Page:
Lessons that matter

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By: Srinivasan K. Rangachary

As we enter the tenth day of the lockdown to prevent the rapid spread of Covid-19 in India, it would be useful to underscore the real learnings of this pandemic. They have been articulated as generalities before; now they are starkly before us. First, it is plainly obvious that Indian state capacity is weak despite efforts to improve it over the last decade, and especially under Prime Minister Narendra Modi. Without digitisation, the JAM trio (Jan Dhan, Aadhaar, mobile), and an expanding formal economy, things could have been worse. So, despite motivated criticism by the ‘Left-liberal’ cabal, Modi should focus on improving state capacity in the remaining four years of his term. Second, formalisation – of both citizenship and business – is a critical element in building state capacity. If the US is able to help both individuals and businesses with cash and tax benefits, it is because its businesses are formal even if they may be small in size.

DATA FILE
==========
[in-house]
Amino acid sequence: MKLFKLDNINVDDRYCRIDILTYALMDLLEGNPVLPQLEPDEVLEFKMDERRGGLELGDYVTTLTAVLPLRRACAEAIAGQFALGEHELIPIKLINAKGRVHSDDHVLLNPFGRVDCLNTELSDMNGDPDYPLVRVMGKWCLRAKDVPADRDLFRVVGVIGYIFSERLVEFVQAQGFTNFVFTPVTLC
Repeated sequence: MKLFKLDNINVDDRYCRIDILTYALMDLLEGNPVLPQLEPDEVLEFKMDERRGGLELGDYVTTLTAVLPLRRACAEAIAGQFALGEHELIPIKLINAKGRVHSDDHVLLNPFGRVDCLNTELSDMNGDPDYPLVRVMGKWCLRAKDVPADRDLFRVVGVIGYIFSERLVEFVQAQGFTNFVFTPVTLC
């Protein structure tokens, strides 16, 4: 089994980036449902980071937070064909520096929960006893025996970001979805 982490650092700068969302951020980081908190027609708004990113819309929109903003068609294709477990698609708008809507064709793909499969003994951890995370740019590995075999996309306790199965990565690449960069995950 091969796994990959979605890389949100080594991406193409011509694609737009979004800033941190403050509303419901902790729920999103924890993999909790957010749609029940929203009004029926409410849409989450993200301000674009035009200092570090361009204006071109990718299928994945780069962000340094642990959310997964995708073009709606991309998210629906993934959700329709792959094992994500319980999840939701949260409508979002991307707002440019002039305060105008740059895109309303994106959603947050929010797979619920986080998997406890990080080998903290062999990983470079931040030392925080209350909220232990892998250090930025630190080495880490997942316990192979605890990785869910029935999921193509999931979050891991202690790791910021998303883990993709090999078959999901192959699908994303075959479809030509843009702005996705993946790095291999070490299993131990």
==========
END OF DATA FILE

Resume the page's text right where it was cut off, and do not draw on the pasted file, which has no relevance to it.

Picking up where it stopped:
Of the 2.2 trillion dollar package signed by President Trump, apart from financial support to states to finance the new healthcare burden and pay for jobless workers, every adult American will get $1,200 in cash, and each child $500. This is possible because America by and large knows who its citizens are, where they live, and who needs support. Some of the money may fall into the wrong hands, but Americans have the ability to detect those who game the system. This should be a lesson not only to India’s mindless opponents of JAM and the National Register of Citizens, but also the “kagaz nahin dikhayenge” crowd of anarchists. But it isn’t about the kagaz at all; the idea of state capacity is that the state should be able to deliver even without anyone having to brandish a kagaz. The kagaz is only a prelude to building state capacity. Additionally, the US plans to give around half a trillion dollars as loan subsidies to large businesses, which will enable them to raise 10 times that amount from formal banking sources.